If you’re currently bootstrapped with a viable prototype, maybe with some money from friends and family, finding an angel investor to go to market or launch a beta may be your next step.
An angel investor is an individual that formerly experienced a liquidity event and is re-investing back in the startup community. Their investments generally range between $25,000-$100,000. Similar to early-stage venture capitalists, angel investors hope to see a return on their money in about three to five years.
“Some of us do it because we’ve done it so long that we’re comfortable in the space and some of us do it because it’s a fantastic way to give back to the ecosystem,” says Howard Lubert, area president of the world’s largest investment group Keiretsu Forum‘s South-East and Mid-Atlantic regions. “Angel investors come in all shapes and sizes, often with specific inclinations toward industries they want to invest in.”
Lubert provides insights into what startup founders should look out for when reaching out to an angel investor — and the one thing to beware of.
There are two types of angel investors
Angels are usually one of two things, according to Lubert. One, they come from a space where they are a noted expert; for example, if they had a software business, they may look for a similar business to invest in. They’re able to assess the potential of the company because of their expertise.
Or second, they make individual investments in spaces where they are not an expert in by being part of a larger group. “Groups of angel investors take advantage of the expertise of many people to help minimize risk as much as possible. Potential return on investment is substantially higher, according to studies,” says Lubert.
Do your homework on preferred investors
Do targeted research about angel groups in your geographical space, as well as their specific industry. Understand what it is those individuals or groups invest in (industries), what type of teams they like to work with (look at the list of current investment companies) and how they invest (requirements and stage of business).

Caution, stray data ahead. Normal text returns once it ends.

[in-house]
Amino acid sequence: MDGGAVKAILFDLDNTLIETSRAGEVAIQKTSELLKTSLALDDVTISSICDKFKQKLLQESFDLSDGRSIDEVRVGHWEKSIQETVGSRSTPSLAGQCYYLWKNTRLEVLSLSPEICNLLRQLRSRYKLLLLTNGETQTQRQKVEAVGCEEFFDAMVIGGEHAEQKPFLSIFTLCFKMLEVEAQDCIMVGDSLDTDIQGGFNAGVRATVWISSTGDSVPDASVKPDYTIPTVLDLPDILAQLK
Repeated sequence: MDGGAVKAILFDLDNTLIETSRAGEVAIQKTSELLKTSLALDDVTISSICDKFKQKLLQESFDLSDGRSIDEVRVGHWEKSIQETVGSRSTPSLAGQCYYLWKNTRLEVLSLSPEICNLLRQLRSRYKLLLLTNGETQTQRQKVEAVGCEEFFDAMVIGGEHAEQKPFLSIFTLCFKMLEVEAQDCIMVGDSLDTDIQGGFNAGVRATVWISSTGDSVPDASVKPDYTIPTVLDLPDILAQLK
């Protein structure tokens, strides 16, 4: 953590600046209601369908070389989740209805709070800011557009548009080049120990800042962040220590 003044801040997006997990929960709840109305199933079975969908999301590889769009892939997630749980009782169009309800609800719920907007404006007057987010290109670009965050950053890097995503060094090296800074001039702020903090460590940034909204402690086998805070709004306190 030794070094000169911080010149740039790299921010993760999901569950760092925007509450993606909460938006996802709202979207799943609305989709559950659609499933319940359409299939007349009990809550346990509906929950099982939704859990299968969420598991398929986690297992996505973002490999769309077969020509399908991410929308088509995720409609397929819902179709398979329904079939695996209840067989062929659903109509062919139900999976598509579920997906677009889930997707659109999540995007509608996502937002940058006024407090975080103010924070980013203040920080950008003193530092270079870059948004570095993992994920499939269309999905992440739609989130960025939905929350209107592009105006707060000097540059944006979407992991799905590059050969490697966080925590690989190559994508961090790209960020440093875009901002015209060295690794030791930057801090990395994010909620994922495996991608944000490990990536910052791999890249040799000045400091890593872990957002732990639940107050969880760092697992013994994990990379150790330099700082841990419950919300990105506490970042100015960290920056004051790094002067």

“For example, the Keiretsu Forum group is not an early seed-stage investment group. We’re a later-stage group that invests in A and B round deals and almost never invest in convertible notes, only in equity. We’re looking for companies that are ready to transition from R&D to sales and marketing.”
Be careful with convertible notes
Convertible notes at the seed stage are usually done if the startup founder wishes to delay establishing a valuation until the next milestone. If successful, they will convert into equity. Lubert shares that founders should beware, as the seed investor has the right to ask for his/her money back versus converting into equity.
This may backfire, as new investors may not want to pay for “sins of the past” if their money is going to pay off previous investors instead of fueling the company’s growth.
Skip the secret sauce
Often entrepreneurs focus too much on the “secret sauce” or “cool factor” of the company during the pitch. Lubert shares that angel investors, especially at the seed stage, are more concerned with the current structure of the startup versus what makes it cool. He suggests walking into the meeting with four main things highlighted in the pitch — people (how good your team is), business plan (how do you plan to scale the product), technology (what are you disrupting/solving with this), and the marketplace (where are your customers and how do you plan to reach them).
Build a solid term sheet
“My philosophy of term sheets is that it is the most important marketing document a company will ever issue. It must get potential investors excited about the company and the ROI opportunity as spelled out in the term sheet,” says Lubert. He suggests having the angel investor go over the term sheet with you to make sure you’re on the same page. Then, once you have a term sheet in hand, shop around for more funding if needed.
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